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The Human Subject and the Human Condition
Simon Glynn
Lifelong Learning Society Professorship in Arts and Humanities, 2016-2017

PROGRAM DESCRIPTION: Questions to Ponder: What is a Human Subject? What is Personal Identity, and to what extent is it formed by my genetics, my society and culture, and my personal history? How do my relationships influence my identity? How free am I, and what responsibility do I have for being the person I am? How can I change myself, and why might I wish to? Should I fit into society, or should society accommodate who I might wish to be? What is alienation, do I feel it, and how might I overcome it? What is authenticity, and why might it be worth pursuing? Does life have any meaning or purpose, and if so, what is it?

1. What Makes us Human? What are the essential or defining characteristics of human existence? What is Consciousness/Mind and where does it come from?
2. Self-Consciousness and Personal Identity: Their basis or origin and development: Identity in Process.
3. Class, Race, and Gender: The roles of Genetics and Environment in producing the non-physical differences between people.
4. The Cultural Construction of Human "Nature" and the Unconscious.
5. Humans as essentially social and implications for the motivations, dynamics and justifications for human behavior and interactions.
6. Are we free or are our actions determined?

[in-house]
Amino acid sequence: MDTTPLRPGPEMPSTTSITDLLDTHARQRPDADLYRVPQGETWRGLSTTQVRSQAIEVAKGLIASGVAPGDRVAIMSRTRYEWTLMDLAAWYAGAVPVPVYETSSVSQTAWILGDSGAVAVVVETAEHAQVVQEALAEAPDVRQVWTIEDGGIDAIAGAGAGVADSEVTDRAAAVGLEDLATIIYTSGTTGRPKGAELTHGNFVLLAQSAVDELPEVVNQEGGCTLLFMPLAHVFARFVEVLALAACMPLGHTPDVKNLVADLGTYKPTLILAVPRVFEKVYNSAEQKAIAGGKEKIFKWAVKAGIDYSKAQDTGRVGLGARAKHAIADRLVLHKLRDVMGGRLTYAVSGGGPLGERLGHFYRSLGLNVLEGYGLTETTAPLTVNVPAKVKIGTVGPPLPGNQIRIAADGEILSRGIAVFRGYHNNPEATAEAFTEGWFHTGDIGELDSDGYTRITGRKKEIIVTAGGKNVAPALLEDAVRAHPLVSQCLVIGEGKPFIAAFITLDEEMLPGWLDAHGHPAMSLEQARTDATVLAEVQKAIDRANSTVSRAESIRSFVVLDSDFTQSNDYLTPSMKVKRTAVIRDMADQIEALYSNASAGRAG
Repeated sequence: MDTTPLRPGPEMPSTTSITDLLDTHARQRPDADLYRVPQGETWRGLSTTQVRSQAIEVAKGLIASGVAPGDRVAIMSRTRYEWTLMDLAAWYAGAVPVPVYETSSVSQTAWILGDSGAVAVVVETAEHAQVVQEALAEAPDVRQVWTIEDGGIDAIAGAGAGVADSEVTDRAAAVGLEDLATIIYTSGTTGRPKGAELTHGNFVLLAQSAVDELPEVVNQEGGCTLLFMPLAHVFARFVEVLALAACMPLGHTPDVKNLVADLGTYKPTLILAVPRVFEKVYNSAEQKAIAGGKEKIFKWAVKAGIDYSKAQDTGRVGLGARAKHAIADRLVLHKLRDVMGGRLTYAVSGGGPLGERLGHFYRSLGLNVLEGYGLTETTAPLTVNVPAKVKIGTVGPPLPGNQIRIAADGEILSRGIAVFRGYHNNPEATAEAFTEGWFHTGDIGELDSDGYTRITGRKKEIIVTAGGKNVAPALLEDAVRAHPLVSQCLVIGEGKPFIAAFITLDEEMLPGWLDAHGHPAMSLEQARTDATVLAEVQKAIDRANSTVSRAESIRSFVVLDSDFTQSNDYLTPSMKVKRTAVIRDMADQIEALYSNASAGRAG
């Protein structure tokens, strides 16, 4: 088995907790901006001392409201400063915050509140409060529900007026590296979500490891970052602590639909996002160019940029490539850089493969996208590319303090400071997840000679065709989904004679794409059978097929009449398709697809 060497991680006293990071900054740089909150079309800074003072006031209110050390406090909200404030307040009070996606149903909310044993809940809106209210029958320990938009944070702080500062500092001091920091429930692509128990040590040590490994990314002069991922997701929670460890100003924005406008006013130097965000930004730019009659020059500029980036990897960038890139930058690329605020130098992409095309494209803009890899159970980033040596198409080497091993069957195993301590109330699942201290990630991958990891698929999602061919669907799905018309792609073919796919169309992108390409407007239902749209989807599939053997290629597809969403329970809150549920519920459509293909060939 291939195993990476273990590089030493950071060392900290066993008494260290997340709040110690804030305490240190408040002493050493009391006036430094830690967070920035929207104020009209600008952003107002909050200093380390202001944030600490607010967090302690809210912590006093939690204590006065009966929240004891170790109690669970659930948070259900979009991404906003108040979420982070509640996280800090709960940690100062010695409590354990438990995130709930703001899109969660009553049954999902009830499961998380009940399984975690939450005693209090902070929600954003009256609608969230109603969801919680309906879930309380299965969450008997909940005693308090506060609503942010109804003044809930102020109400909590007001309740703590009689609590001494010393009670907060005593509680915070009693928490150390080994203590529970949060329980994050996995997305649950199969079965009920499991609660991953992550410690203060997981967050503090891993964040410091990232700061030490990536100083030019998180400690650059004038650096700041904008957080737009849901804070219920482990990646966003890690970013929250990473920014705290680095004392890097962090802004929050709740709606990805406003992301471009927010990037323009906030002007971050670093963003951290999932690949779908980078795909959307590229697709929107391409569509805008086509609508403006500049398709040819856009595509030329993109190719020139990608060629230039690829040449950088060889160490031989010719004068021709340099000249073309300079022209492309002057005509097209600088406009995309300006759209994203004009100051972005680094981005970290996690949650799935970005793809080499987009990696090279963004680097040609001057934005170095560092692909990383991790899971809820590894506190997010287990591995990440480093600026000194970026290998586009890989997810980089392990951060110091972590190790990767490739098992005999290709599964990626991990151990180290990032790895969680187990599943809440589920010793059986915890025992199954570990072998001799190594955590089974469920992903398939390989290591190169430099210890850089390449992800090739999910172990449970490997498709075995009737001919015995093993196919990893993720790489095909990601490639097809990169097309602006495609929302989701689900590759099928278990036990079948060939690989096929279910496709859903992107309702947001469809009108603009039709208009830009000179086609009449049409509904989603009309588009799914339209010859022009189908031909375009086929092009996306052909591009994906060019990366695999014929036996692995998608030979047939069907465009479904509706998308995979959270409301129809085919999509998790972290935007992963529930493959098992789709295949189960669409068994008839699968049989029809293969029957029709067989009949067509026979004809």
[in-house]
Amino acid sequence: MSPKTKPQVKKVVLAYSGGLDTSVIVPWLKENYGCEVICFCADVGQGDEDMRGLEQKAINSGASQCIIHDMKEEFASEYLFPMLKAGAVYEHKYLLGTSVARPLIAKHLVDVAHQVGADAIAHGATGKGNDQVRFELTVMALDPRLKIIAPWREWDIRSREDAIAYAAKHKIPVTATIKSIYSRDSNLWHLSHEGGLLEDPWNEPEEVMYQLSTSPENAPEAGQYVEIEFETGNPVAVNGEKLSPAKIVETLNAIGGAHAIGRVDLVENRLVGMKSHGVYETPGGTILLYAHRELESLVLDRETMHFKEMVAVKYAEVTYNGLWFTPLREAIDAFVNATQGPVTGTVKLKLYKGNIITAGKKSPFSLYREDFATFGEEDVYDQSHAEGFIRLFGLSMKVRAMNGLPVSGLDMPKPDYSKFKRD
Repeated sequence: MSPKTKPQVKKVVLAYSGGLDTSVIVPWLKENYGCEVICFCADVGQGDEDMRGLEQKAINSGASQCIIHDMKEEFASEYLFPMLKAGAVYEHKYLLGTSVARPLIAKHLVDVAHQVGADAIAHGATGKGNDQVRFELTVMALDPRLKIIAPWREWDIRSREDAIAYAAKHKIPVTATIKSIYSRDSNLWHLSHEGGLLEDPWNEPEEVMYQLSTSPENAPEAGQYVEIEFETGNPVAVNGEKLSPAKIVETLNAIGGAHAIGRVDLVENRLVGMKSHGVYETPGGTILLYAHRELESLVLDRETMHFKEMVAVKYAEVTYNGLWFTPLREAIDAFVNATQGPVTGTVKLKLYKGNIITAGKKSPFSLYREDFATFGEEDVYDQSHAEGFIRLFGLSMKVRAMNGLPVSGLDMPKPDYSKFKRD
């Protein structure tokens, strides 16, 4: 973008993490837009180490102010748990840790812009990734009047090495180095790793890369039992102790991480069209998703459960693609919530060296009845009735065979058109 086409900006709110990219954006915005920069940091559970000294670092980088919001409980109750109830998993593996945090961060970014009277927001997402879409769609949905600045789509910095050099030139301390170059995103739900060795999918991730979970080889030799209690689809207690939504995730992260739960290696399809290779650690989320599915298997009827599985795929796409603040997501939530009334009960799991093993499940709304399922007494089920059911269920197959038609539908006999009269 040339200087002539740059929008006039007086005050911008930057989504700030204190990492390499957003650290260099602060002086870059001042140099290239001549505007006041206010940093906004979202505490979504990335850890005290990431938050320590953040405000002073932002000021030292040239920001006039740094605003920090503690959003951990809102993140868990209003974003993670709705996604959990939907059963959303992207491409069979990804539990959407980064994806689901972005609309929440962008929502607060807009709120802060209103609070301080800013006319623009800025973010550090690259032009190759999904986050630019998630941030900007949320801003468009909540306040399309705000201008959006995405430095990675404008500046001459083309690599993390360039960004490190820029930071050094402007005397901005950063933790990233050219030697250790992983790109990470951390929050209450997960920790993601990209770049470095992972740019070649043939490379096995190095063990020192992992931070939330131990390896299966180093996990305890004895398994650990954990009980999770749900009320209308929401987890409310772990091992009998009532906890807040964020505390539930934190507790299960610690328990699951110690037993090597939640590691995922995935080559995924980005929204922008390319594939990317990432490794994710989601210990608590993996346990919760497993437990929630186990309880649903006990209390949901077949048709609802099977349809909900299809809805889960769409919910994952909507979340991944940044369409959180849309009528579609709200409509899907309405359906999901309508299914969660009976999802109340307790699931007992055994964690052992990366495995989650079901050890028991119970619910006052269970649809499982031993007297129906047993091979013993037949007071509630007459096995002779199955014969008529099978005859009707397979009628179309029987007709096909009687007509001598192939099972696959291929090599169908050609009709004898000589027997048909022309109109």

7. "Good" Versus "Evil": What is morality, where does it come from?
8. Is there a God and What is the Meaning and Purpose of Life?
BIOGRAPHICAL INFORMATION: Dr. Simon Glynn received a PhD from Manchester University in England, and has taught at Manchester, Liverpool, The Open University, at McMaster in Canada, and University of Georgia, before coming to FAU. His research interests include contemporary continental philosophy (phenomenology, existentialism, hermeneutics, structuralism and post-structural deconstruction) and its application to the natural, human and social sciences and cultural analysis, as well as social and political philosophy. Professor Glynn has published a number of articles in leading journals and book chapters and has edited and/or contributed to a number of books including Sartre: An Investigation of some Major Themes, European Philosophy and the Human and Social Sciences, Continental and Postmodern Perspectives in the Philosophy of Science, Buddhisms and Deconstructions, International Perspectives on Pragmatism, The Multidimensionality of Hermeneutic Phenomenology and The Hermeneutics of God, The Universe and Everything.

Time: 3:00 pm - 4:30 pm
Date: Tuesdays, October 3, 10, 17, 24, 31; November 7, 14, 21
Location: Barry and Florence Friedberg Auditorium, Boca Raton Campus
Fees: Member - $100
Non-member - $130
Cash will no longer be accepted as payment for lectures.

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